2nd December 2005 at 00:00
SPECIAL BROTHERS AND SISTERS. Edited by Annette Hames and Monica McCaffrey. Jessica Kingsley Publishers. pound;10.99.

An edited collection of children's thoughts about living with siblings who have an impairment or health difficulty draws on children aged three to 18 and focuses on a wide range of labels and conditions. It identifies a central issue within each child's description and uses this as the basis for activities (for example, bullying, jealousy, or feeling sad) and for identifying possible support services.

There is more emphasis on the problems that come from these sibling relationships rather than the rewards. This probably reflects the intentions of the editors as much as the world-view of the children, since they wish to help children realise that they "are not alone", and to provide them with support.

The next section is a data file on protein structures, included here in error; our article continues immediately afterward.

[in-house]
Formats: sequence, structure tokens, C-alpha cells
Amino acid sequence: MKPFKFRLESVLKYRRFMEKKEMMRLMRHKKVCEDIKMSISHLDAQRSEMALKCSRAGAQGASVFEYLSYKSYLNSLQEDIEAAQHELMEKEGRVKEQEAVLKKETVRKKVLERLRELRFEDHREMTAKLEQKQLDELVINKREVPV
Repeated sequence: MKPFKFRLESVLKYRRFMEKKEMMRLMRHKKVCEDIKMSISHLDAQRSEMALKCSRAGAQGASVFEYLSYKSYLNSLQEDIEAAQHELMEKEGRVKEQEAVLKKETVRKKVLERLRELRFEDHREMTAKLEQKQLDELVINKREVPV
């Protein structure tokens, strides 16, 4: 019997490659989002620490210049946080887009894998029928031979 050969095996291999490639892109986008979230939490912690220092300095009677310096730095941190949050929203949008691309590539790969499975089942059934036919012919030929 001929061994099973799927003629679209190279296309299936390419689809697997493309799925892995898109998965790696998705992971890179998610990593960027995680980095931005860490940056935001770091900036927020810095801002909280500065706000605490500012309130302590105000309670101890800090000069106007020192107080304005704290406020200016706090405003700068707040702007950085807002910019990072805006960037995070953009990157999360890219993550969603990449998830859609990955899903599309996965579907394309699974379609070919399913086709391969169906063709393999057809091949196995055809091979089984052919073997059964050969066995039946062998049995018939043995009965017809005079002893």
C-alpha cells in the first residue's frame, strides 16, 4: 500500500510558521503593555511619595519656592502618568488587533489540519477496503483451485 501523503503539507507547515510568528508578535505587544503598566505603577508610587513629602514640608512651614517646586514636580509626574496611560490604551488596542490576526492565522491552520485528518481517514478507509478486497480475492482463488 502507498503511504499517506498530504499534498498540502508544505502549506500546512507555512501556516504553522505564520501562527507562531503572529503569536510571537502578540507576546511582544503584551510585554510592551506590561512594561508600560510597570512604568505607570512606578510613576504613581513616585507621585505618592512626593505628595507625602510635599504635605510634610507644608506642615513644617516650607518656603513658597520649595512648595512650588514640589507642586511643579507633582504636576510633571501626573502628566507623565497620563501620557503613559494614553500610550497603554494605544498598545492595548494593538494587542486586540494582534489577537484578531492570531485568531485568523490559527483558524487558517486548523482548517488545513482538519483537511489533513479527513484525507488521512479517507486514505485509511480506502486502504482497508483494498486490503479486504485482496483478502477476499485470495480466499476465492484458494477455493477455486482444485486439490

The brevity of the entries and simple style tend to make the book of greater interest to younger siblings, but individual descriptions would be useful to teachers as a starting point for exploring notions of difference with their pupils.

Jonathan Rix

Lecturer in inclusive education, the Open University

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